I have not had the space today to proffer examples of what this three-pronged research agenda might look like as an integrated study of my particular period, the era of British colonialism—and I hope to sketch this out in my own work in the months and years to come. In addition, there are other histories that might also be pursued, instigated by the historical conjunctions of the Burmese revolution. For instance, histories of Myanmar’s military and its civil wars from the perspective of rank-and-file soldiers and their families on all sides. There is plenty of scope for discussion around how the revolution might reorientate historians in their research on the past. This is an unfinished revolution, after all. New fronts of the struggle, and thus new vistas on the past, are bound to emerge.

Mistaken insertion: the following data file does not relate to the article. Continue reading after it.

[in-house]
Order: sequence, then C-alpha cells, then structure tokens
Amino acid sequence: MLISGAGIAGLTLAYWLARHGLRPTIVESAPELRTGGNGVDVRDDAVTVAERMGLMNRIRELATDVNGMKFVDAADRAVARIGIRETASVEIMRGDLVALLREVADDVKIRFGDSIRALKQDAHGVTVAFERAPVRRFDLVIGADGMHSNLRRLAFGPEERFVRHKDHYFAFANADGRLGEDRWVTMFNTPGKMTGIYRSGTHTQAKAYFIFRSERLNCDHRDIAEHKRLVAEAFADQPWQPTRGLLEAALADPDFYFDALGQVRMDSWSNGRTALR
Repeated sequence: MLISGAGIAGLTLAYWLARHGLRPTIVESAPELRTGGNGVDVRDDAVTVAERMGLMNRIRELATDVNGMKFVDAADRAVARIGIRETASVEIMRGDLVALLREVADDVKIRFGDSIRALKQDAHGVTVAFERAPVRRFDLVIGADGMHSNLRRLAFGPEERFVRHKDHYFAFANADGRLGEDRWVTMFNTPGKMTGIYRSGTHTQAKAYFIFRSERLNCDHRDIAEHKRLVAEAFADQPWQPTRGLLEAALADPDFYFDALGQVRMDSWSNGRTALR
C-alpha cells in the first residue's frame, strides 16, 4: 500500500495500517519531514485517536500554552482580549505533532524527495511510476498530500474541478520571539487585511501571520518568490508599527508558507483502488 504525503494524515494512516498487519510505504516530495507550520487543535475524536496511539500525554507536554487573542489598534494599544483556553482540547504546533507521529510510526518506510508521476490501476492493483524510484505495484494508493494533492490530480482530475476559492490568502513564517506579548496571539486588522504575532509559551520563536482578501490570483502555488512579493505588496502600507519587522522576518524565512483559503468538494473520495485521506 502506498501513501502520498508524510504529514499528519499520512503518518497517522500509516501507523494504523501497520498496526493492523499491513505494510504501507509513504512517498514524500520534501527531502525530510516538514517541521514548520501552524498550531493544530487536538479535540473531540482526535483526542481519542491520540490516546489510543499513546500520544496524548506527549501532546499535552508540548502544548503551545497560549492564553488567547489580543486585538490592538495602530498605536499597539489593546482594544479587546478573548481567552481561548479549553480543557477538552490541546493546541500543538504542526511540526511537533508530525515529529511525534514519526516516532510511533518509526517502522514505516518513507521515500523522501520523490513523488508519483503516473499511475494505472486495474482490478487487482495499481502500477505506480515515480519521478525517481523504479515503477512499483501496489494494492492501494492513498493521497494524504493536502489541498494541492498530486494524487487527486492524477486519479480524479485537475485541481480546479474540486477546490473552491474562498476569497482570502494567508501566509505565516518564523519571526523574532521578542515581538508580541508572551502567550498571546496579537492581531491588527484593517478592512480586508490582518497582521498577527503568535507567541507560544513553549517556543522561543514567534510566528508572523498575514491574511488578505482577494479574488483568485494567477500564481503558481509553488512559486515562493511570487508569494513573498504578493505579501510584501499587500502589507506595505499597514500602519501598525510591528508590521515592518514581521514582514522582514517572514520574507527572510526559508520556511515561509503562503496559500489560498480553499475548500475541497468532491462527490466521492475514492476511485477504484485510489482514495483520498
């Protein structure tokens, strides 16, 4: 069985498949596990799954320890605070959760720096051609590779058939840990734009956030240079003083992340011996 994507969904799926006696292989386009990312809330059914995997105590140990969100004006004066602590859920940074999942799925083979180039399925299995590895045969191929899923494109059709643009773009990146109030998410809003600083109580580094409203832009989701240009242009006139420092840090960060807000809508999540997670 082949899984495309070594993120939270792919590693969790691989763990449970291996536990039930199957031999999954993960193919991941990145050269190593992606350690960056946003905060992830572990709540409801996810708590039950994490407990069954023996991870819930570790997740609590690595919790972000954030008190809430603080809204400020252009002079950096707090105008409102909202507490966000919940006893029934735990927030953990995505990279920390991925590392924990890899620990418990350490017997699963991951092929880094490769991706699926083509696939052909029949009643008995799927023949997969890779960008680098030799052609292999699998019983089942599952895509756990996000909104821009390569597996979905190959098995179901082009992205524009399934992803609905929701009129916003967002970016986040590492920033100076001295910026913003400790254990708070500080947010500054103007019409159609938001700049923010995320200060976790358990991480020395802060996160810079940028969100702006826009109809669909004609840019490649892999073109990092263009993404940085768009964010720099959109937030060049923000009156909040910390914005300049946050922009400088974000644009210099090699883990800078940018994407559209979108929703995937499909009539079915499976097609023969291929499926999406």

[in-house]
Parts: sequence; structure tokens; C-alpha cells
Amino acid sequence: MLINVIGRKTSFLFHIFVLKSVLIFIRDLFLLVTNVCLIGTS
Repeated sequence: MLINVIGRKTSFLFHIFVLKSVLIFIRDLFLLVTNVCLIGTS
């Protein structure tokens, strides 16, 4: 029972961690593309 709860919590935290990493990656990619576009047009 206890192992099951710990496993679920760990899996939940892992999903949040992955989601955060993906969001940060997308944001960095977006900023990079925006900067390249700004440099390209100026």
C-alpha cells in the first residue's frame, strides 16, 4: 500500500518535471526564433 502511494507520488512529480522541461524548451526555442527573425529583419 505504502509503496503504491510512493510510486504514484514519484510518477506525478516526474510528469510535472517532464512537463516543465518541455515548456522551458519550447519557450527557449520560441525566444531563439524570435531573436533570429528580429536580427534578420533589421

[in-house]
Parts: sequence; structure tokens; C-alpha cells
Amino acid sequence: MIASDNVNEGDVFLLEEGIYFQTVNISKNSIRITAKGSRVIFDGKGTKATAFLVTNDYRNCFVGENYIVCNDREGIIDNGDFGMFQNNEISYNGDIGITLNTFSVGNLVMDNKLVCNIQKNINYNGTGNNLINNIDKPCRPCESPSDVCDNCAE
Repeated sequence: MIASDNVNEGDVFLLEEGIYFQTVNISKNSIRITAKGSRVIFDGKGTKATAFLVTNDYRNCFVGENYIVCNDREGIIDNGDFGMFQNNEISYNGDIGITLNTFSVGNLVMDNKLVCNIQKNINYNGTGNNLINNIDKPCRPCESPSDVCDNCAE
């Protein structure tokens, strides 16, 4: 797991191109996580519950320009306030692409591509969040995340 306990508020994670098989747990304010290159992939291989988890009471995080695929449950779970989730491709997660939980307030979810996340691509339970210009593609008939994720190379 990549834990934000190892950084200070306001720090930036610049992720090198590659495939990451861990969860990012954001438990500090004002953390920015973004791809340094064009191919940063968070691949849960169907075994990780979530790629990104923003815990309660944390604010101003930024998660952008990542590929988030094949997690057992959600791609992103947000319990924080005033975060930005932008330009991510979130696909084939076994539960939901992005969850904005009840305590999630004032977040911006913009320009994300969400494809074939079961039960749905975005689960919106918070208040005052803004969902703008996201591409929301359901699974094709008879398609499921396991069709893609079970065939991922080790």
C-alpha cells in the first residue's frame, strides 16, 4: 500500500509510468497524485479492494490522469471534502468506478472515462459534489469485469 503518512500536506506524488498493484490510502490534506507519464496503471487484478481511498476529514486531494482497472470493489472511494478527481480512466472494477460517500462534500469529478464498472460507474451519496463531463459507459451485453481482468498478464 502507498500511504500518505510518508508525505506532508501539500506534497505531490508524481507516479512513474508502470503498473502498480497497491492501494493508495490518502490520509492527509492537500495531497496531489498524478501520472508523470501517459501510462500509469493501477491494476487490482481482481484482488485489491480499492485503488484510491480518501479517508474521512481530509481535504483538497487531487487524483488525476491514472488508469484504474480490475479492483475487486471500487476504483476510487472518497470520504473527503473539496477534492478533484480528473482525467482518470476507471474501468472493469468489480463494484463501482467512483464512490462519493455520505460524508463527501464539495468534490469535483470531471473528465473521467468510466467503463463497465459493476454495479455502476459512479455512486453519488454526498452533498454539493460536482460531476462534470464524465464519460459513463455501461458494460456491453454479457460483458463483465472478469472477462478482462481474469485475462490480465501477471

I want to end with a poem called “Portrait of a Historical Record at Dawn”, written by Zayar Lynn three days before the coup, after he witnessed a tank in his ward, which I will play for you now.

“elusive fragments / Particles of a million minds / join in a trembling yet resolute thread”

Fragments, particles, threads. These are forms that futures past take. They become visible in the changing light of a dawn, or in the setting sun, and it is the role of historians to attend to them.  

**Military Coup**